Biological and Clinical Implications of Comorbidities in Parkinson’s Disease
- Department of Cellular and Molecular Pharmacology, The Chicago Medical School, Rosalind Franklin University of Medicine and Science, North Chicago, IL, United States
A wide spectrum of comorbidities has been associated with Parkinson’s disease (PD), a progressive neurodegenerative disease that affects more than seven million people worldwide. Emerging evidence indicates that chronic diseases including diabetes, depression, anemia and cancer may be implicated in the pathogenesis and progression of PD. Recent epidemiological studies suggest that some of these comorbidities may increase the risk of PD and precede the onset of motor symptoms. Further, drugs to treat diabetes and cancer have elicited neuroprotective effects in PD models. Nonetheless, the mechanisms underlying the occurrence of these comorbidities remain elusive. Herein, we discuss the biological and clinical implications of comorbidities in the pathogenesis, progression, and clinical management, with an emphasis on personalized medicine applications for PD.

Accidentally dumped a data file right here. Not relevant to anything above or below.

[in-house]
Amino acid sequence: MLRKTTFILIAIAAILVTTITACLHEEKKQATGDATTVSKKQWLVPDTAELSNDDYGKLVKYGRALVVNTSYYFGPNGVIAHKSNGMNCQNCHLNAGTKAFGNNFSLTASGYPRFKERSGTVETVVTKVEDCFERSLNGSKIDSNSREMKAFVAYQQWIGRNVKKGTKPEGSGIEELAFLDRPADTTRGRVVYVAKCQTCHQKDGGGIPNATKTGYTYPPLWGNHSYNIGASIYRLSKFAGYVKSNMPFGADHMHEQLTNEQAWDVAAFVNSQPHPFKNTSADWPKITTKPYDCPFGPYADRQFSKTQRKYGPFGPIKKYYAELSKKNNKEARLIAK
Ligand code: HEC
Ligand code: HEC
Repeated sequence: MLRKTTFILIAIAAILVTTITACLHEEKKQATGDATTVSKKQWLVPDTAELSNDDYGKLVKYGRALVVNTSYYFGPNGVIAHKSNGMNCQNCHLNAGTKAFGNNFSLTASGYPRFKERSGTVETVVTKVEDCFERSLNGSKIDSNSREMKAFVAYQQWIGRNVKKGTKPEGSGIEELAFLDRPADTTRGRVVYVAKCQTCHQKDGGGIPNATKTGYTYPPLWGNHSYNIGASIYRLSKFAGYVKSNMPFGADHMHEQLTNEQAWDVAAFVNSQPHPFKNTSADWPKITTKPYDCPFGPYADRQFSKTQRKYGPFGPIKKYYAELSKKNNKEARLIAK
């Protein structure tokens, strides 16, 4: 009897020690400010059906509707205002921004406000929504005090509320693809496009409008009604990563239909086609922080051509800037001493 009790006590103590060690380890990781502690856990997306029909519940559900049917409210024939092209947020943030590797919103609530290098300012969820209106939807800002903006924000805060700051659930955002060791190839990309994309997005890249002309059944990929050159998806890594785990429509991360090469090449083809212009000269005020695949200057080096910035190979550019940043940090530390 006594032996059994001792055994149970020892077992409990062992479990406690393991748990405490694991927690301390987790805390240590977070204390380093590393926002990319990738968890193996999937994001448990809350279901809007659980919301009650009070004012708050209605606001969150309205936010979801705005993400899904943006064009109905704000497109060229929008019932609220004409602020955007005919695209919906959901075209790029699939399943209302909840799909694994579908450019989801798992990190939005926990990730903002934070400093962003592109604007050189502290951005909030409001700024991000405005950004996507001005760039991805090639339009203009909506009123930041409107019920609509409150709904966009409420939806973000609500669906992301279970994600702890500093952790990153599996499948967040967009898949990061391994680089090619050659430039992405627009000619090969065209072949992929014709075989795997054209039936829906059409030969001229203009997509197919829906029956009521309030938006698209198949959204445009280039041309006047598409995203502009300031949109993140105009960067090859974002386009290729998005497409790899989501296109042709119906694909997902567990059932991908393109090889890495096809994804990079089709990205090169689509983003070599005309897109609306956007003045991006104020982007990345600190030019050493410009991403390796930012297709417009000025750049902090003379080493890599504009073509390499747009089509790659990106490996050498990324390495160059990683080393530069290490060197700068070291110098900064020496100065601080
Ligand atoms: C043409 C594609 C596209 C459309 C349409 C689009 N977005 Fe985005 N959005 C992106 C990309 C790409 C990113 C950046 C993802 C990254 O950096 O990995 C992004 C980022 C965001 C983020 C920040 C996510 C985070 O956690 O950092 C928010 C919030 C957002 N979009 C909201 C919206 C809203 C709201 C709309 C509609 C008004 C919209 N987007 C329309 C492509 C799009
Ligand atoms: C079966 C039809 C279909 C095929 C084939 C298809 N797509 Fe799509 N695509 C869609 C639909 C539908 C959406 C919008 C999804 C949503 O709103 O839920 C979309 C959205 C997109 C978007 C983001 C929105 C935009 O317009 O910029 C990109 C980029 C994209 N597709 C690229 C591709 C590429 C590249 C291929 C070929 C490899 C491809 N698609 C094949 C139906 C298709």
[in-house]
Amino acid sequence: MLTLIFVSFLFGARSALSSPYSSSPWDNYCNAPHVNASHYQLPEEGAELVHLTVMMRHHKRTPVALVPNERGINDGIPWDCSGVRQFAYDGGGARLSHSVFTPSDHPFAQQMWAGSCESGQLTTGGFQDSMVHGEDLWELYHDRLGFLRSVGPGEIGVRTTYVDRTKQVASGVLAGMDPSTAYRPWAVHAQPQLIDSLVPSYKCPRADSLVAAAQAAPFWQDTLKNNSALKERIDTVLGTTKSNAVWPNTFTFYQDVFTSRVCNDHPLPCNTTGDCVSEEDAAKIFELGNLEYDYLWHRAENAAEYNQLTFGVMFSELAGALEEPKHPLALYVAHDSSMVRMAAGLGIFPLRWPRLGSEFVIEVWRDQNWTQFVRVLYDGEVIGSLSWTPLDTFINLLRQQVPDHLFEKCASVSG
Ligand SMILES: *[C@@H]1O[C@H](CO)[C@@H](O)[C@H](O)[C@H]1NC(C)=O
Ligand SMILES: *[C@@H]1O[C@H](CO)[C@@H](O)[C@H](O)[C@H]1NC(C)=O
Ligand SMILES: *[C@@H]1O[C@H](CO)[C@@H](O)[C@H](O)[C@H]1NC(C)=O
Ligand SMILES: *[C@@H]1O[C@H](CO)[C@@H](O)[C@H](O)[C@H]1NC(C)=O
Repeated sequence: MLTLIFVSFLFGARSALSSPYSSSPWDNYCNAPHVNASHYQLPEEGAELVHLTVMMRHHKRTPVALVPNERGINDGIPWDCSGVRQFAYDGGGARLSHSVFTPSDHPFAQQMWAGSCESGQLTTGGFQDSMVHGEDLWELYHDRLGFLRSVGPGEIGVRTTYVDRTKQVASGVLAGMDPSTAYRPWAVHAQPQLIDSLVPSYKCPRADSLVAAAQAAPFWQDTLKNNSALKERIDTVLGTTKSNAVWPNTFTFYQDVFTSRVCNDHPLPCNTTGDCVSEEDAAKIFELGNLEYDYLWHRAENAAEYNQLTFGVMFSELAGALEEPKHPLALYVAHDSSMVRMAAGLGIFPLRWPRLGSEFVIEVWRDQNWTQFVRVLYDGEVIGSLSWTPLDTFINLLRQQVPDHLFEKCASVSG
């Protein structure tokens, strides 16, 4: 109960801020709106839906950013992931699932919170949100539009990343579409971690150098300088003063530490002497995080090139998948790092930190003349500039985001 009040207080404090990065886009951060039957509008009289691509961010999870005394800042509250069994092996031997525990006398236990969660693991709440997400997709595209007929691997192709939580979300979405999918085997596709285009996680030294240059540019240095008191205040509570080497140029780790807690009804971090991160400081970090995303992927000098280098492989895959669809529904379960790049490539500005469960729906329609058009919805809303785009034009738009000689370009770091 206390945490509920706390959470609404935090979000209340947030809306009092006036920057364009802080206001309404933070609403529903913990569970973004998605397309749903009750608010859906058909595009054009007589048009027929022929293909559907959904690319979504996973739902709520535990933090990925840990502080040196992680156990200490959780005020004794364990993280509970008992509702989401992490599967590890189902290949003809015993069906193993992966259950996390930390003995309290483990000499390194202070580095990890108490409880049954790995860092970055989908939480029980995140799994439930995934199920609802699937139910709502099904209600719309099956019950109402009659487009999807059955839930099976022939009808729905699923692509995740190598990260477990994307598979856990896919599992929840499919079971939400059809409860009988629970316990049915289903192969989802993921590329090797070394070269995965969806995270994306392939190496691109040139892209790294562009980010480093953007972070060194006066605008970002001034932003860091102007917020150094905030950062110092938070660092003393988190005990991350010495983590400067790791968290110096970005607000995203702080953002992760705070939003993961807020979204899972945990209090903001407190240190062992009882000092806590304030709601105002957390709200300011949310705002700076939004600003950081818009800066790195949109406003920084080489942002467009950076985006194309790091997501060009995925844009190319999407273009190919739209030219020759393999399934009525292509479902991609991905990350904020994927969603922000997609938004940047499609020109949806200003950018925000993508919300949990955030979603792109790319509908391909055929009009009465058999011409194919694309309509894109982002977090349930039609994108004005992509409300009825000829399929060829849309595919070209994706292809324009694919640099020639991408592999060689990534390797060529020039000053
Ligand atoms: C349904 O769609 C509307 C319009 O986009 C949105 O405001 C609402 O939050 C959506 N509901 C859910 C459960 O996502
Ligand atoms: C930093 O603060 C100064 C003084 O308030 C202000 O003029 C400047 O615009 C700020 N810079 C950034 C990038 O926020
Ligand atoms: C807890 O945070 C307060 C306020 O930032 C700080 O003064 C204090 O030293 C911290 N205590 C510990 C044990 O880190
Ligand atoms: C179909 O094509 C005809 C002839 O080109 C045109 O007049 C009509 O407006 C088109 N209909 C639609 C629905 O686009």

Parkinson’s Disease: Beyond Motor Symptoms
Parkinson’s disease (PD) is an incurable neurodegenerative disease affecting 7–10 million people worldwide1. PD is clinically categorized as a movement disorder with prominent motor symptoms, which include tremors, rigidity and bradykinesia (Hoehn and Yahr, 1967; Poewe et al., 2017). Motor symptoms usually appear late in the disease process as a result of dopaminergic cell death and accumulation of alpha synuclein (SNCA), a major constituent of Lewy bodies and a pathological hallmark of PD (Samii et al., 2004; Venda et al., 2010). Current therapies for PD confer symptomatic relief but to date, there is no treatment available to halt or slow the progression of the disease. The lack of fully validated biomarkers to detect patients in the early stages of the disease continues to be a major limitation in the design and outcome of clinical trials testing potential drugs and/or neuroprotective agents.